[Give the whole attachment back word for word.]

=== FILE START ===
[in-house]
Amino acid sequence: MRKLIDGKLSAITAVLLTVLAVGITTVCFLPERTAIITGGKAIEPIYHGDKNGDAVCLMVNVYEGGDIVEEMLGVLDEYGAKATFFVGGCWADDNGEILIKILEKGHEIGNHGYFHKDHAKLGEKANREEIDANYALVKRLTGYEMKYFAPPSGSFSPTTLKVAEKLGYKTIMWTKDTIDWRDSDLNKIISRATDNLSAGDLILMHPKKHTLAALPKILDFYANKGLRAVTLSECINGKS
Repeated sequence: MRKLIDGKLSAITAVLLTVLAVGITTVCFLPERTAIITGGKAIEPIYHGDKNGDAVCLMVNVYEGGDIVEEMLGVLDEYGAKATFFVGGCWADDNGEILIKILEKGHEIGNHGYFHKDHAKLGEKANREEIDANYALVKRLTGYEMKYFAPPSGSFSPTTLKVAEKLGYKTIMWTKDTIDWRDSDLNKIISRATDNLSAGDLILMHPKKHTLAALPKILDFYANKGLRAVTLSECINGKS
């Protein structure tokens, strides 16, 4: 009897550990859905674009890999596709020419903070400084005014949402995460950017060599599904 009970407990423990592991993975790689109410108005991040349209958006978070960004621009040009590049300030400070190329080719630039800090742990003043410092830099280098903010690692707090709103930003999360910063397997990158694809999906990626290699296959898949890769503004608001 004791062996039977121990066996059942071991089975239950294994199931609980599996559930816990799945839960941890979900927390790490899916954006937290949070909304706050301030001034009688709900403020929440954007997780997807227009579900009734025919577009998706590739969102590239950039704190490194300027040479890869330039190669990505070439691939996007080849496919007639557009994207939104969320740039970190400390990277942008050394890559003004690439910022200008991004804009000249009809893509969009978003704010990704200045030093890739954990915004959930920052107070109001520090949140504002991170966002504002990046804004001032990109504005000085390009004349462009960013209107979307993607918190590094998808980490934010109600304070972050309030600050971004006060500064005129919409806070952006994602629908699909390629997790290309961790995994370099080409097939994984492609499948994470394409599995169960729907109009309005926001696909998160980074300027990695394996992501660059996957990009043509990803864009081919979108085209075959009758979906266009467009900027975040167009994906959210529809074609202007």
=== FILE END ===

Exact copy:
[in-house]
Amino acid sequence: MRKLIDGKLSAITAVLLTVLAVGITTVCFLPERTAIITGGKAIEPIYHGDKNGDAVCLMVNVYEGGDIVEEMLGVLDEYGAKATFFVGGCWADDNGEILIKILEKGHEIGNHGYFHKDHAKLGEKANREEIDANYALVKRLTGYEMKYFAPPSGSFSPTTLKVAEKLGYKTIMWTKDTIDWRDSDLNKIISRATDNLSAGDLILMHPKKHTLAALPKILDFYANKGLRAVTLSECINGKS
Repeated sequence: MRKLIDGKLSAITAVLLTVLAVGITTVCFLPERTAIITGGKAIEPIYHGDKNGDAVCLMVNVYEGGDIVEEMLGVLDEYGAKATFFVGGCWADDNGEILIKILEKGHEIGNHGYFHKDHAKLGEKANREEIDANYALVKRLTGYEMKYFAPPSGSFSPTTLKVAEKLGYKTIMWTKDTIDWRDSDLNKIISRATDNLSAGDLILMHPKKHTLAALPKILDFYANKGLRAVTLSECINGKS
């Protein structure tokens, strides 16, 4: 009897550990859905674009890999596709020419903070400084005014949402995460950017060599599904 009970407990423990592991993975790689109410108005991040349209958006978070960004621009040009590049300030400070190329080719630039800090742990003043410092830099280098903010690692707090709103930003999360910063397997990158694809999906990626290699296959898949890769503004608001 004791062996039977121990066996059942071991089975239950294994199931609980599996559930816990799945839960941890979900927390790490899916954006937290949070909304706050301030001034009688709900403020929440954007997780997807227009579900009734025919577009998706590739969102590239950039704190490194300027040479890869330039190669990505070439691939996007080849496919007639557009994207939104969320740039970190400390990277942008050394890559003004690439910022200008991004804009000249009809893509969009978003704010990704200045030093890739954990915004959930920052107070109001520090949140504002991170966002504002990046804004001032990109504005000085390009004349462009960013209107979307993607918190590094998808980490934010109600304070972050309030600050971004006060500064005129919409806070952006994602629908699909390629997790290309961790995994370099080409097939994984492609499948994470394409599995169960729907109009309005926001696909998160980074300027990695394996992501660059996957990009043509990803864009081919979108085209075959009758979906266009467009900027975040167009994906959210529809074609202007």